In the US, unlocking your mobile without the permission of your mobile operator has become illegal. Wendy M Grossman discusses why this ridiculous law is against consumers' interests.
I have to confess, I'm fascinated by the news that unlocking a cell phone under contract without the permission of your carrier became illegal in the US on Saturday January 26, 2013. Partly, I find the story astonishing because it's such a minute thing to have outlawed. But partly, because it shows how far out of step the US continues to be in the mobile phone world - and just how twisted some laws can get.
It isn't unreasonable for the companies that sell people mobile phones at subsidised prices to lock them into contracts whose ultimate purpose is to ensure that the subsidy is repaid over time. If you don't like that setup, there's a simple solution, assuming you can afford it: buy your own phone at full price. It ain't cheap, to be sure, to buy something new and fancy like a Samsung Galaxy Note 2. For that phone, the best price I could find before Christmas: £419, shipped direct, customs fees and delivery paid, from Hong Kong, it seems to be somewhat higher now. But buying the same phone, subsidiesd, from a carrier meant being required to sign up for a pricey monthly data plan instead of the inexpensive but more-than-adequate one I already had. If you did the math, buying the phone outright at the outset would pay for itself in less than the two years the contract would have been in force - in 17 months, to be precise. Maybe that makes sense if you change your phone every 18 months to two years, but much of the significant benefit to a new phone going forward will be in the software updates - and you can have those anyway.
But not necessarily in the US, where any European resident would conclude the consumer protection forces have failed utterly in the mobile market for some decades now. Even though the US has migrated to standards used in the rest of the world, it's still often not as easy as it should be to find a setup where you can stick your service's SIM card into any phone you happen to have handy - or insert any SIM card that makes roaming cheaper into the phone you have. It's amazing there hasn't been a class action suit about this. (Side note: that article seems to confuse unlocking the phone with jailbreaking it. They're not the same.)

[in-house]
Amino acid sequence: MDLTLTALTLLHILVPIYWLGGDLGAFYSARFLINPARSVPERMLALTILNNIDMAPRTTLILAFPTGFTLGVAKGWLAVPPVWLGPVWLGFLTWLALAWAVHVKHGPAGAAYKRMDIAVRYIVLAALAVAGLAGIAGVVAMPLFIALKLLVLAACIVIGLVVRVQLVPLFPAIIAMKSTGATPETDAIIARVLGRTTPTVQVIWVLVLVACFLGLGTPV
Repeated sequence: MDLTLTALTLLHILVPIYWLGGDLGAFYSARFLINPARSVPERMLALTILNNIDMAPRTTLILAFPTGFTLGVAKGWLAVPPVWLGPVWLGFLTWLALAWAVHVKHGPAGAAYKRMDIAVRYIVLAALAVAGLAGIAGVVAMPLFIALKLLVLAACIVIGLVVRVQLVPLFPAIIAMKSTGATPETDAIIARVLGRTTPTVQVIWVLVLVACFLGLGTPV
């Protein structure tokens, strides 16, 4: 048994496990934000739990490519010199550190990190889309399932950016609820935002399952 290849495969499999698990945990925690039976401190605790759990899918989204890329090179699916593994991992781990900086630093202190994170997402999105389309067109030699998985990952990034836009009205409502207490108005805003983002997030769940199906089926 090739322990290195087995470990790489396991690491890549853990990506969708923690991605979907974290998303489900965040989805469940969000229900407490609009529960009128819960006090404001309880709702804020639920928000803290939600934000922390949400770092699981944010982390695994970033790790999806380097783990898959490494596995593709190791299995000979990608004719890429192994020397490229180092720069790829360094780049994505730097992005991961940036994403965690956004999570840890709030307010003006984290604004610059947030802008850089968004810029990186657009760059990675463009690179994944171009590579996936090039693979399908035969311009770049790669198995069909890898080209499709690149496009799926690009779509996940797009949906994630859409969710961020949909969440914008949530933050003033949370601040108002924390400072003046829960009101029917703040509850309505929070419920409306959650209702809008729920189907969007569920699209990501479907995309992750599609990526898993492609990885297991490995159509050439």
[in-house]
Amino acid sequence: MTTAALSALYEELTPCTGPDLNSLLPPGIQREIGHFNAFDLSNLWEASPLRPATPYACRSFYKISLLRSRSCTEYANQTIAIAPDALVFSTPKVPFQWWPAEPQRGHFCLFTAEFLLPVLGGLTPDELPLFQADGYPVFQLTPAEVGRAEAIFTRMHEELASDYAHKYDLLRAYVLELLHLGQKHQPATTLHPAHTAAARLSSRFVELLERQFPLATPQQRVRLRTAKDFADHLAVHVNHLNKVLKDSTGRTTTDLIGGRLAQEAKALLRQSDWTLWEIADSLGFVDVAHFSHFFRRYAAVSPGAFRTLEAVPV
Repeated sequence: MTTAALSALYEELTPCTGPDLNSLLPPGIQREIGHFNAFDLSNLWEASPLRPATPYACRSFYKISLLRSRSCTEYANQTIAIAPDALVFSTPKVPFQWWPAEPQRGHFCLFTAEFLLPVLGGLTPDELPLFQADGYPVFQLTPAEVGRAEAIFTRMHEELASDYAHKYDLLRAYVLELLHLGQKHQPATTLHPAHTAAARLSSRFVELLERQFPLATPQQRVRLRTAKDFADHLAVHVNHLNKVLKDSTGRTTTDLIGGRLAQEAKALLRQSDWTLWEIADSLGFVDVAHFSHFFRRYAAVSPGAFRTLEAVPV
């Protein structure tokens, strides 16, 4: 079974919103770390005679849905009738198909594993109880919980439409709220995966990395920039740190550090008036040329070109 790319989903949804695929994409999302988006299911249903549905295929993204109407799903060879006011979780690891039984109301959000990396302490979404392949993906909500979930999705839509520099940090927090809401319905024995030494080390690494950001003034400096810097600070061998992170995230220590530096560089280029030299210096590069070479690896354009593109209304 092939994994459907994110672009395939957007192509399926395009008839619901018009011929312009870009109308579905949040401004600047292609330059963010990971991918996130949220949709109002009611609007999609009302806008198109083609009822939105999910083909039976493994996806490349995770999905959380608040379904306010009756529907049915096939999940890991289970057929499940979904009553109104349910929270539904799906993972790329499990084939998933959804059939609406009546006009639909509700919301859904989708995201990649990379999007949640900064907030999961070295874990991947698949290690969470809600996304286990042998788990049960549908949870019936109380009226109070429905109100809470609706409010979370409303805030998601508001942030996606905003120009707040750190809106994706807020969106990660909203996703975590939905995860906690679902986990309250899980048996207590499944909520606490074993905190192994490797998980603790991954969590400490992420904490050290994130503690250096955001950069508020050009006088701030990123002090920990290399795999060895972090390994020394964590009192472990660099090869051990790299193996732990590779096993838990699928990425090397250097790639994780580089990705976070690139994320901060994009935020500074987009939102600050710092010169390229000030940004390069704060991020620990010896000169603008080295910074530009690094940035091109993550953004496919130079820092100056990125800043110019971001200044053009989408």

If you've read the stories you, like me, might be wondering what on earth the Librarian of Congress - a job title that sounds like the owner ought to be utterly harmless - is doing banning unlocked cell phones. Shouldn't that be a job for the Federal Communications Commission or the Federal Trade Commission? People who deal with communications and consumer protection?
If the law at issue were contract law and the terms to which people agree when they buy their subsidised cell phones, that would be true. Instead, it turns out that the law being invoked is the Digital Millennium Copyright Act (1998), which bans "circumventing" technology designed to protect copyright. Back when the DMCA was being negotiated, folks like the Electronic Frontier Foundation (and many others) warned that it would have far-reaching effects. People talked about a legal ban on liquid paper (which you could use to white out a copyright notice), scissors (which you could use to cut one off), and (of course) crypto.
It's safe to say that no one, certainly not the framers of the law, saw it as a measure that would ultimately be used to protect the market control of a few large phone companies at the expense of millions of ordinary Americans. The EFF has been on the case all this time, however, and in the rule-making process last November, asked the Librarian to grant an exemption for cell phones. The even weirder upshot of this whole thing is that the Librarian granted in 2009 and renewed in 2012 an exemption for *jailbreaking* phones (but not tablets or video game consoles on the basis that they're too hard to define). This week, EFF argued in a statement quoted by many media that locking phone users into a phone carrier is not at all what the DMCA was meant to do.
The Librarian's argument seems to be that it's not fair use to break the lock because you don't own the software - which has led commenters on AndroidAuthority to suggest taking a copy of the phone's built-in software and then flash the phone with unlocked custom software, a notion that might be within the spirit of the law but sounds like it violates the letter. On the other hand, it's a ridiculous law clearly against consumers' best interests.
It's easy for the rest of the world to laugh and say, oh, well, that's American cellular telephony for you. But the DMCA was followed by anti-circumvention laws in the EU and elsewhere. They're unlikely to be abused in the peculiar way that will take hold in the US this weekend. But there will always be people and companies looking for ways to twist the law to serve their particular purposes. A case like that provides a great demonstration of just why laws need to be drafted as narrowly and precisely as possible. And why there's so much danger in bad law that sticks.
Wendy M. Grossman responds to "loopy" statements made by Google Executive Chairman Eric Schmidt in regards to censorship and encryption.
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